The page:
Under franchise agreements, Burger King landed in Singapore in 1982 with its first restaurant at Peninsula Plaza. Singapore was the second stop of Burger King’s expansion into Asia; the first being Hong Kong in the late seventies.
In 1983, fried seafood specialist Long John Silver’s was the next to arrive, eager to share the local market pie which proved to be successful ventures by A&W, McDonald’s and KFC. In the same year, French-styled bakery Délifrance made its debut here, but started with only wholesale catering for hotels, supermarkets and clubs. It was not until 1985 when it launched its first Café bakery at Clifford Centre, Raffles Place, followed by its first Le Bristo at Robinson Towers in 1989.
Milano’s Pizza, operating by franchisee, opened here in 1984 in a bid to compete with Pizza Hut. It never had considerable success, outmuscled by its rival Pizza Hut in the marketing arena. By mid-nineties, the pizza chain could not survive and some of its outlets were closed down, whereas the remaining were acquired by another rival Domino’s Pizza.
Wendy’s (Old Fashioned Hamburgers), another American burger chain, also established its foothold in Singapore in the eighties, having outlets in Far East Plaza (picture below) and Parkway Parade. It exited the local market years later but the franchise has since been brought back to Singapore by the Kopitiam Group in 2009.
Old school American fast food restaurant-cum-entertainment center Chuck E Cheesewas a popular hangout for many at Parkway Parade in the eighties. Children could play various games at the Fantasy Playland after having their fast food treats.
A couple of fast food chains, like Wendy’s, have exited Singapore and are able to make a comeback here, such as Domino’s Pizza, Dunkin’ Donutsand Texas Fried Chicken. But many others did not survive due to the intense competition orfranchising issues. Taco Bell,Denny’s, Mary Brown’s(Canadian fast food chain),Wimply’s, Shakey’s Pizza,Big Rooster (Australian fast food chain),Hardee’s, Jack in the Box, Jollibee (Phillippines fast food chain) and Mr Potato are the examples.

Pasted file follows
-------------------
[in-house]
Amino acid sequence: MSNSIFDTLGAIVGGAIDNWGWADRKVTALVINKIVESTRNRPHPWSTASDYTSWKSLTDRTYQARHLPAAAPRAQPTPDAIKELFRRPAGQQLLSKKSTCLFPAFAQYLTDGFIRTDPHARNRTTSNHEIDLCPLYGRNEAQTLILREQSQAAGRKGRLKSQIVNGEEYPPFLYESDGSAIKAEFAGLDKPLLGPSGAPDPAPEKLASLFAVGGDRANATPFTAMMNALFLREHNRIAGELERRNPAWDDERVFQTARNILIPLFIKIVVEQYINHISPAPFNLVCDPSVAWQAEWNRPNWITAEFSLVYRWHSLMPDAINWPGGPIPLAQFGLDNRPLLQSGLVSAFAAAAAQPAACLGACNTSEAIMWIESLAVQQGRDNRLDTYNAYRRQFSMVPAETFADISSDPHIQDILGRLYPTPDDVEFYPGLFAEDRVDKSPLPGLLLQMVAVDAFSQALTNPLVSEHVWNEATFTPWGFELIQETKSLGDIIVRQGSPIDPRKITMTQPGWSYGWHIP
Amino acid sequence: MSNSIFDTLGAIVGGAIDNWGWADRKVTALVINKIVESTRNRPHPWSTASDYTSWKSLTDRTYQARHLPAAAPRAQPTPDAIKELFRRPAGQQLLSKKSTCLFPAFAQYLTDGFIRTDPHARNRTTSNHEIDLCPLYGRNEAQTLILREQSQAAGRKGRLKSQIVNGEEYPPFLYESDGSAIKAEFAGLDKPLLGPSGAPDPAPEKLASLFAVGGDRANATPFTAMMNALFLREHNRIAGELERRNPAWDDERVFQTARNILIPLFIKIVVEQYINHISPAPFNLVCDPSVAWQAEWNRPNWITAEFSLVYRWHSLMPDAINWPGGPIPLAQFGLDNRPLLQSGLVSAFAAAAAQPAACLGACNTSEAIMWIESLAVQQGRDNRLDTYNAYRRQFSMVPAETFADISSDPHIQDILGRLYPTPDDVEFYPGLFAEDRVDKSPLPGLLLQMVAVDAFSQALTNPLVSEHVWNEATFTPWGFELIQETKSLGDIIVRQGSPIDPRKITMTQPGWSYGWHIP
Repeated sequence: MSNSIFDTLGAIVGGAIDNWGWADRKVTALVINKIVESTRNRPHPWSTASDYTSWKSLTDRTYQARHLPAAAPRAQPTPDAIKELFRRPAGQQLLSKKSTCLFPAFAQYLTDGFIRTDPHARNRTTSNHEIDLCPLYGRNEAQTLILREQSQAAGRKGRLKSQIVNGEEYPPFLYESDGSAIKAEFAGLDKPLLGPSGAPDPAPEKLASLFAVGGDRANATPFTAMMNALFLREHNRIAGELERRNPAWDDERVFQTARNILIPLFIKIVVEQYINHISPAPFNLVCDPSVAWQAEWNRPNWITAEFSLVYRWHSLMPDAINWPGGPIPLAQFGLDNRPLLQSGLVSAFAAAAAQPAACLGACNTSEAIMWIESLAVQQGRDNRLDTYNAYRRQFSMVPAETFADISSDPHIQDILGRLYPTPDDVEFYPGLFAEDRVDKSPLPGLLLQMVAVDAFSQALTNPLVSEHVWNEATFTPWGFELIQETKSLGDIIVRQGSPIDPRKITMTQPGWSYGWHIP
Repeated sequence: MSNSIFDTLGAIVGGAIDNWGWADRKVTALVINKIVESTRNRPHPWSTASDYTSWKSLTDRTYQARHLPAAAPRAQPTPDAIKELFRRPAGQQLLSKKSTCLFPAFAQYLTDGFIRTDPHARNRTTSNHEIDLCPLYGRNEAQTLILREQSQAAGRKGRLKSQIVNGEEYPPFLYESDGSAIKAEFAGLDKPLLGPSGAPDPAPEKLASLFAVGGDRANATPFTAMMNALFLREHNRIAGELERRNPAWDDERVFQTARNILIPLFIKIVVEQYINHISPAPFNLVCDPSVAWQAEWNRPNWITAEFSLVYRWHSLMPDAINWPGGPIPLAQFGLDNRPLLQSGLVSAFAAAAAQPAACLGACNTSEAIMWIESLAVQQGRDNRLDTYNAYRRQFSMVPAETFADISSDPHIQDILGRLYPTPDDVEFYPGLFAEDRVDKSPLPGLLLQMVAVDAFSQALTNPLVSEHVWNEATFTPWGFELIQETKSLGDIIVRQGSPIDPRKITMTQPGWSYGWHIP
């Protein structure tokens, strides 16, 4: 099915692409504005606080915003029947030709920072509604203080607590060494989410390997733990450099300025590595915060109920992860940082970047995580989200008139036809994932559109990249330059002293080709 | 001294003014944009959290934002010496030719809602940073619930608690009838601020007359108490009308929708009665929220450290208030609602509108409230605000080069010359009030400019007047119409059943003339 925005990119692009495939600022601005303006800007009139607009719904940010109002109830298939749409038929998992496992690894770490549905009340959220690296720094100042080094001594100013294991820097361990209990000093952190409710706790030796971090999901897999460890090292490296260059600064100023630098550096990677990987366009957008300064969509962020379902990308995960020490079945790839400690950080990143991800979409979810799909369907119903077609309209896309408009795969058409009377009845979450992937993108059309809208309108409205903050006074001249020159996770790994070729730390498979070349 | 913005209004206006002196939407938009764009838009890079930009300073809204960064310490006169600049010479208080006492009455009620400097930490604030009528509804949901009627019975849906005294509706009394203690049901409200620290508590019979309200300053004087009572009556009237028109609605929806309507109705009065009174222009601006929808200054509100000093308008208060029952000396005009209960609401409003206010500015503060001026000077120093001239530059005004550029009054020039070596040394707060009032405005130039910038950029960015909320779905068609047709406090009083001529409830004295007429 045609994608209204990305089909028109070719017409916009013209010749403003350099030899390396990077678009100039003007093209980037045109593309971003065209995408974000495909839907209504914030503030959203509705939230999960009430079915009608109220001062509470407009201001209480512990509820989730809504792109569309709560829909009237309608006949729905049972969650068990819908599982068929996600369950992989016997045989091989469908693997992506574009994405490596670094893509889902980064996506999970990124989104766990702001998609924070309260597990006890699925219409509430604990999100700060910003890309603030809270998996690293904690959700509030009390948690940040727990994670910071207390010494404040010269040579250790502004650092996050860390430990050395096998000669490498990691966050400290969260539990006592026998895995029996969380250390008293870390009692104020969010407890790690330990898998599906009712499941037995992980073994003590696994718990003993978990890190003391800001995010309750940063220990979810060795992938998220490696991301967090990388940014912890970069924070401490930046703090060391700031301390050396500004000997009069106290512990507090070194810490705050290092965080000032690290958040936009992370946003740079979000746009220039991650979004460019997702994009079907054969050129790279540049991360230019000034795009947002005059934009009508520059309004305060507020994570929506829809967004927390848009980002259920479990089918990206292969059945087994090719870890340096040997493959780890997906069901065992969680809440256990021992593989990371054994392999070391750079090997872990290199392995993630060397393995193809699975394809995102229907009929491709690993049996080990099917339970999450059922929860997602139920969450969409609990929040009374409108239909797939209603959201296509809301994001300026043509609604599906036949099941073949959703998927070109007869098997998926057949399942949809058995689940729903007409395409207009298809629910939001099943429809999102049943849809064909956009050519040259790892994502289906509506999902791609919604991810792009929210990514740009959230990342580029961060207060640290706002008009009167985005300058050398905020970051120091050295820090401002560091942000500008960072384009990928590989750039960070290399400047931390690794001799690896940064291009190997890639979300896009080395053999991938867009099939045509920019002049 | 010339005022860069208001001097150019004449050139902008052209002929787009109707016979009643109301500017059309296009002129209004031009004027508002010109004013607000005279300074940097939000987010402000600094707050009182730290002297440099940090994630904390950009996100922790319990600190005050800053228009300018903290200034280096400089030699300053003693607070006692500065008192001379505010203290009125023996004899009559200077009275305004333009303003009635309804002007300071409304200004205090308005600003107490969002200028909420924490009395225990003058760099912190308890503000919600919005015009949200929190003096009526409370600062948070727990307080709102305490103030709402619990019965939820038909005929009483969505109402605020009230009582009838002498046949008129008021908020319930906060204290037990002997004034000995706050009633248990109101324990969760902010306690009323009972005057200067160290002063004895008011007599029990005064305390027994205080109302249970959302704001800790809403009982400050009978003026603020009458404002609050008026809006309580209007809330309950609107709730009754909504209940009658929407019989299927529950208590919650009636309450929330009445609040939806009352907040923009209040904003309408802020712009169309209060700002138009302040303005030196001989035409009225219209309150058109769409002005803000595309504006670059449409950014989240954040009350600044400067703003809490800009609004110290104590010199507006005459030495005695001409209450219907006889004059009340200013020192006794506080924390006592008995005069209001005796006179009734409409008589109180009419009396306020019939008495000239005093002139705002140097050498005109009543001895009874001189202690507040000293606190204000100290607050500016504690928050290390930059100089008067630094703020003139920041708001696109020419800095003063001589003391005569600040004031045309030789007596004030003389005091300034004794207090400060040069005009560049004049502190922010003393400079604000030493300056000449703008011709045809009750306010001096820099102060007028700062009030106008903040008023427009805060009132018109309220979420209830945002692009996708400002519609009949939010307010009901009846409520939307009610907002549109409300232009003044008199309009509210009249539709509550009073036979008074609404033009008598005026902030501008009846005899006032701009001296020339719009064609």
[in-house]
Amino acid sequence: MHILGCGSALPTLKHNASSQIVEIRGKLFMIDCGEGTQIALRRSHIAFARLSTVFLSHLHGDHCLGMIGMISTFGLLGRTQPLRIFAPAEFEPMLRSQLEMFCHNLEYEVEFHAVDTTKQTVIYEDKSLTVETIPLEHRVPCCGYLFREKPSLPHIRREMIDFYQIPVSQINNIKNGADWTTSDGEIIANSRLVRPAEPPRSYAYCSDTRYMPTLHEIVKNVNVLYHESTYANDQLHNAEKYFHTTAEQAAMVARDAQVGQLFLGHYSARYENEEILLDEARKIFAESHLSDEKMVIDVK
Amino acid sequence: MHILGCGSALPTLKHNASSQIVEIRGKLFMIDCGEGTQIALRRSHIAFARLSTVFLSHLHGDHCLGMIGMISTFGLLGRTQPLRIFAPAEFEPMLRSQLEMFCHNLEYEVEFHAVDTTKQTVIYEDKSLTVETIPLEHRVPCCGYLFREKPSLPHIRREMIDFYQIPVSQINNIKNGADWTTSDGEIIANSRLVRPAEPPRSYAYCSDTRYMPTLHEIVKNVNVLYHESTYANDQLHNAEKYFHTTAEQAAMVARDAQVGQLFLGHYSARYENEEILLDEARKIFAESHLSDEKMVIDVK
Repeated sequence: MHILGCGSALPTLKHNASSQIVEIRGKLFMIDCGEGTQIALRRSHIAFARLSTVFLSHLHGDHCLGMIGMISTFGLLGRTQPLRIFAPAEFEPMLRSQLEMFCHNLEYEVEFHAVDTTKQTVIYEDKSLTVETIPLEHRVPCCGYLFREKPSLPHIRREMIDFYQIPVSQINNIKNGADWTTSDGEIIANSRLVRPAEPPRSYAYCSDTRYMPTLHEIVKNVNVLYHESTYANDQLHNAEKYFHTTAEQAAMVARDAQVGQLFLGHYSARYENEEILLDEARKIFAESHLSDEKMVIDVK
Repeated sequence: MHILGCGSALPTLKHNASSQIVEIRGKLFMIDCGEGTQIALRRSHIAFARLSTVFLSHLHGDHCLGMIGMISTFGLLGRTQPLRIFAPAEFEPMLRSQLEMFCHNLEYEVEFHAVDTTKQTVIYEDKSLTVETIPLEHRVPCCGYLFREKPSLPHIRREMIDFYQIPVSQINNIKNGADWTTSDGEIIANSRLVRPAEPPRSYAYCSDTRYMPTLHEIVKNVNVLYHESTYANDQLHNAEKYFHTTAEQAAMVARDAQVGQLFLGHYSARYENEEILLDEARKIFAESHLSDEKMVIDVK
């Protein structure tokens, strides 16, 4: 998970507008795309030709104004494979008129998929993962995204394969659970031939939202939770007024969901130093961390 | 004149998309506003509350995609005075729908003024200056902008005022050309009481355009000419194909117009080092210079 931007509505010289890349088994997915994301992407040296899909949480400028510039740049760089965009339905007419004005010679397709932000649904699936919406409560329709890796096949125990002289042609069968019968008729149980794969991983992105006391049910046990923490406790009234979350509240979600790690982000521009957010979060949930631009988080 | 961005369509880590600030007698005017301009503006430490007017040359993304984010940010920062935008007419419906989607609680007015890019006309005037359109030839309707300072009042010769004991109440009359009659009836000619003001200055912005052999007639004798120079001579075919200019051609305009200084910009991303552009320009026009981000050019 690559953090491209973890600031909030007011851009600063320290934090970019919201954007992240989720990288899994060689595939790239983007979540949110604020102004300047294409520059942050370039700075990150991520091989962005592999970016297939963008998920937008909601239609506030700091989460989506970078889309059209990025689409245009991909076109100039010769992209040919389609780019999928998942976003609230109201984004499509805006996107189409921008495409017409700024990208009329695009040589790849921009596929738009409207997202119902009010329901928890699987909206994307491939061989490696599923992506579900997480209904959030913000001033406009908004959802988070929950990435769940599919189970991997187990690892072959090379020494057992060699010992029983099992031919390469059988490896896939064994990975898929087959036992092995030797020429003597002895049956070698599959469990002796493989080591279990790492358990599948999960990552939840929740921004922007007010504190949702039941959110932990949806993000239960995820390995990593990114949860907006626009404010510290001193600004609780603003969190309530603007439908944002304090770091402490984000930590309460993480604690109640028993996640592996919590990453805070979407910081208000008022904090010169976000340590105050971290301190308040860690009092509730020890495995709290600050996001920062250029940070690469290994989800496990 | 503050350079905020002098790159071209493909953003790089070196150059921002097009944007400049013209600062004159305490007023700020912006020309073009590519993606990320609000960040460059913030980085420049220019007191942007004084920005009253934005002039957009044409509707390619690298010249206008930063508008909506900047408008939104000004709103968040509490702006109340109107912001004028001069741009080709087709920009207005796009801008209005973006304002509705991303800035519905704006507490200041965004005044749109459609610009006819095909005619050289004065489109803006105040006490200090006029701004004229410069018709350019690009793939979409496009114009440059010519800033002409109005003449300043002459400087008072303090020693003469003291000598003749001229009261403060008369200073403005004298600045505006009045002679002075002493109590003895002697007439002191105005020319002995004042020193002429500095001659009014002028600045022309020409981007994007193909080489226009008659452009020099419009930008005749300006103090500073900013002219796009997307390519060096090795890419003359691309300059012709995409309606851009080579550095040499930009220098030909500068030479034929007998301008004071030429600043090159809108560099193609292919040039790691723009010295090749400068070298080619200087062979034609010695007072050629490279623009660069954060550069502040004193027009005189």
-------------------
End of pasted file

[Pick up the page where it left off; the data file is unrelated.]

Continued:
Taco Bell has its operation here for a couple of years, mainly as combination stores with KFC, with its most prominent one at the Funan Digital Life Mall. However, it exited Singapore in 2008, as Mexican food such as nachos and tacos did not make their ways onto Singaporeans’ favourite food list.
American sandwich giantSubway made their venture in Singapore in 1996 with their first outlet at Lau Pa Sat. Having expanded to some 90 stores islandwide, its concept of healthy and customised variation of sandwiches has gained popularity among the locals.
Another fast food chain worth mentioning is Singapore-based Komala’s Restaurants, which serves Indian vegetarian food in fast food self-service setting. It was founded by Murugiah Rajoo way back in 1947, and has enjoyed reasonable success for more than 50 years, operating as many as 10 outlets in various parts of Singapore. It also has five overseas branches in Canada, Thailand and India.